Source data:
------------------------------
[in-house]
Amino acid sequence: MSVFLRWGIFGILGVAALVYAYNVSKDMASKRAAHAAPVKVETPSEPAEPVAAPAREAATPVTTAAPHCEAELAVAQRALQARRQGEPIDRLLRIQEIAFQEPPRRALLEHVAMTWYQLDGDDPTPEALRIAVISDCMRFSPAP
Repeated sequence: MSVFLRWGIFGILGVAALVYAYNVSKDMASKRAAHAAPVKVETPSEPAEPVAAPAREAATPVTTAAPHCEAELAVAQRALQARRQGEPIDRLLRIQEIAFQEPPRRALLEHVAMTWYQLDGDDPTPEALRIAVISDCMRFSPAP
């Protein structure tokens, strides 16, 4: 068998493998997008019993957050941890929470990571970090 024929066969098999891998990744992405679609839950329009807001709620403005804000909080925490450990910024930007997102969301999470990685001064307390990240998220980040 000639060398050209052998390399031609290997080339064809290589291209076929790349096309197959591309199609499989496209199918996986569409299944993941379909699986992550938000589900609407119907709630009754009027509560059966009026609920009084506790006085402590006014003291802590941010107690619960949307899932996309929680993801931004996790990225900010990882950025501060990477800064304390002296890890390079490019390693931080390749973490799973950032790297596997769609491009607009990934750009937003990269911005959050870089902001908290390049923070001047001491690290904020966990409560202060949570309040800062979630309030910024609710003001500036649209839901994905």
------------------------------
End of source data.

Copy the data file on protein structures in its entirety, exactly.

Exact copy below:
[in-house]
Amino acid sequence: MSVFLRWGIFGILGVAALVYAYNVSKDMASKRAAHAAPVKVETPSEPAEPVAAPAREAATPVTTAAPHCEAELAVAQRALQARRQGEPIDRLLRIQEIAFQEPPRRALLEHVAMTWYQLDGDDPTPEALRIAVISDCMRFSPAP
Repeated sequence: MSVFLRWGIFGILGVAALVYAYNVSKDMASKRAAHAAPVKVETPSEPAEPVAAPAREAATPVTTAAPHCEAELAVAQRALQARRQGEPIDRLLRIQEIAFQEPPRRALLEHVAMTWYQLDGDDPTPEALRIAVISDCMRFSPAP
């Protein structure tokens, strides 16, 4: 068998493998997008019993957050941890929470990571970090 024929066969098999891998990744992405679609839950329009807001709620403005804000909080925490450990910024930007997102969301999470990685001064307390990240998220980040 000639060398050209052998390399031609290997080339064809290589291209076929790349096309197959591309199609499989496209199918996986569409299944993941379909699986992550938000589900609407119907709630009754009027509560059966009026609920009084506790006085402590006014003291802590941010107690619960949307899932996309929680993801931004996790990225900010990882950025501060990477800064304390002296890890390079490019390693931080390749973490799973950032790297596997769609491009607009990934750009937003990269911005959050870089902001908290390049923070001047001491690290904020966990409560202060949570309040800062979630309030910024609710003001500036649209839901994905």